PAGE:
A recent feature article on TechCrunch titled A multiverse, not the metaverse: Why gaming’s virtual worlds are the next stage of social media by Eric Peckham perfectly hit on many thoughts I had been having about the Metaverse talk. Although I think the concept of a single ubiquitous Metaverse sounds super cool, the practical technologist in me starts to calculate a lot of things need to evolve further before its more than a game that everyone is a part of. We still need generational and cultural shifts, in additional to the technology playing together. And business and government would need to play nice and fair, and that last one seems like the one no one trusts.
From his short manifesto titled The Metaverse: What It Is, Where to Find it, Who Will Build It, and Fortnite Matthew Ball predicted, or defined, the Metaverse to have the following:
- Be persistent – which is to say, it never “resets” or “pauses” or “ends”, it just continues indefinitely
- Be synchronous and live – even though pre-scheduled and self-contained events will happen, just as they do in “real life”, the Metaverse will be a living experience that exists consistently for everyone and in real time
- Have no real cap to concurrent participations with an individual sense of “presence” – everyone can be a part of the Metaverse and participate in a specific event/place/activity together, at the same time and with individual agency
- Be a fully functioning economy – individuals and businesses will be able to create, own, invest, sell, and be rewarded for an incredibly wide range of “work” that produces “value” that is recognized by others
- Be an experience that spans both the digital and physical worlds, private and public networks/experiences, and open and closed platforms
- Offer unprecedented interoperability of data, digital items/assets, content, and so on across each of these experiences …
- Be populated by “content” and “experiences” created and operated by an incredibly wide range of contributors, some of whom are independent individuals, while others might be informally organized groups or commercially-focused enterprises
These 7 traits are not all new. There have been many games that have created a Metaverse-like experience within itself. From Second Life to Diablo to Roblox, these games have existed for some time but have evolved to be more accessible thanks to mobile and a more casual gaming approach. Online games changed how we play video games, and with mobile being already fully cloud-based and the new handheld gaming console everyone owns, gaming continues to evolve now to be dominated and lead by mobile.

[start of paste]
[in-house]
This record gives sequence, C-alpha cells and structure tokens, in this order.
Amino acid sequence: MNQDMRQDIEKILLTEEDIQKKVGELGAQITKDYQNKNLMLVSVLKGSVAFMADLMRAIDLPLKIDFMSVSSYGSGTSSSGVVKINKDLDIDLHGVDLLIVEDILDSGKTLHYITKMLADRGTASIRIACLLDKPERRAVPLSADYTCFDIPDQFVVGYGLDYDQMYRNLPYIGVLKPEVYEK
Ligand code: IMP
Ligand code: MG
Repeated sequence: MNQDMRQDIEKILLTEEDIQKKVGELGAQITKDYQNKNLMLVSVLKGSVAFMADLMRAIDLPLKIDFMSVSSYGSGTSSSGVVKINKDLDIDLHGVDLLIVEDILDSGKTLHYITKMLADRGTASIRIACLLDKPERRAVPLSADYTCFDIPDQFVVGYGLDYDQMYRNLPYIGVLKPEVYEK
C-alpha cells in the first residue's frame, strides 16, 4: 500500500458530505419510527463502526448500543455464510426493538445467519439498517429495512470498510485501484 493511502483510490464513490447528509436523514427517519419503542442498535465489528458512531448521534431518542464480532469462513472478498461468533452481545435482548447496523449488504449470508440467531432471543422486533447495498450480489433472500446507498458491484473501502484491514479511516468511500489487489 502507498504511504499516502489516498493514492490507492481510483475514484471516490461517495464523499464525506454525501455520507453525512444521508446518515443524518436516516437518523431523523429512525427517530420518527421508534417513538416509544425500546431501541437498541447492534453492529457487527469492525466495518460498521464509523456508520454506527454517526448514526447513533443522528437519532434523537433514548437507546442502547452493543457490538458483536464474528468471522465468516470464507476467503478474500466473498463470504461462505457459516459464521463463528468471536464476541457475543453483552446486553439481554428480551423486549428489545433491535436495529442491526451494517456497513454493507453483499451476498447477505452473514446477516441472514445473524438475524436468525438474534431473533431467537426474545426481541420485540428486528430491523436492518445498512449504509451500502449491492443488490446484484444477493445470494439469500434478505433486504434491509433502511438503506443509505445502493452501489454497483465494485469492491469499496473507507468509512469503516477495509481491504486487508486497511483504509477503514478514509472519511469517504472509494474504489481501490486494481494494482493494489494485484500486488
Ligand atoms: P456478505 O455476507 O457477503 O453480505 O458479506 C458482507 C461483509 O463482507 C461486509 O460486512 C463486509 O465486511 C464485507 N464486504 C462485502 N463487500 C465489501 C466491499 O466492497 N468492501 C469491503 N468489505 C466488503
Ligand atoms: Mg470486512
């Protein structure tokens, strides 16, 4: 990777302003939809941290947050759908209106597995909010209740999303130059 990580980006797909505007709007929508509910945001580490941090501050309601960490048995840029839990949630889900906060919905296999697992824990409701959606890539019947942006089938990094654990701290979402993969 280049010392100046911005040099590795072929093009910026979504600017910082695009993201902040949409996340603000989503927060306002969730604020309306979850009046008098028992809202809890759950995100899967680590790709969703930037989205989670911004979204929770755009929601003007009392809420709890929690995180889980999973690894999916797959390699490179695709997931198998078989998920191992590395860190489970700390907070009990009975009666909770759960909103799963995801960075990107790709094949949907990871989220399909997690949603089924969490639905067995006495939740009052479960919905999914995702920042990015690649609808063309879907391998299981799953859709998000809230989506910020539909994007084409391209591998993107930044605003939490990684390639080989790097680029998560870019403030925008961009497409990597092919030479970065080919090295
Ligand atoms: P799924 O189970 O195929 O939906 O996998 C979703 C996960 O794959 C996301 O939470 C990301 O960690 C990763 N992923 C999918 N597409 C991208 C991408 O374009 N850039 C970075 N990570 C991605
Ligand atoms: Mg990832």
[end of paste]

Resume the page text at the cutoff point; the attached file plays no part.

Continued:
Although Eric doesn’t specifically focus on mobile, and is inclusive of all platforms in his these – phones, tablets, PCs and consoles – I cant help but notice that mobile is the way more capable gateway to the many metaverses of today. And that those multiverses are already here. The industry will no doubt advance from console/PC and mobile split from a cross-platform to omni-platform point of view. The first big companies to succeed like Epic, will garner attention and grow and will likely compete for being the biggest and potentially THE metaverse, but that’s going to be long and hard fought battle with companies like Amazon and Facebook ready to bully and dominate.
“Instead, the virtual worlds of multiplayer games — still accessed from phones, tablets, PCs and consoles — are our stepping stones during this next phase.”
I think mobile gaming still has plenty of room to grow while the VR Metaverse is fought for and built up over decades. There are still many lessons to be learned and something like the Metaverse, like VR, can’t just be willed into existence because so many wish it existed. Mobile is where all the growth is focused, and is the device everyone has with them 24/7 TODAY, and there isn’t much talk about mobile metaverses being the biggest opportunity. We think its what gamers and non-gamers today want and are ready for, they just don’t know it yet.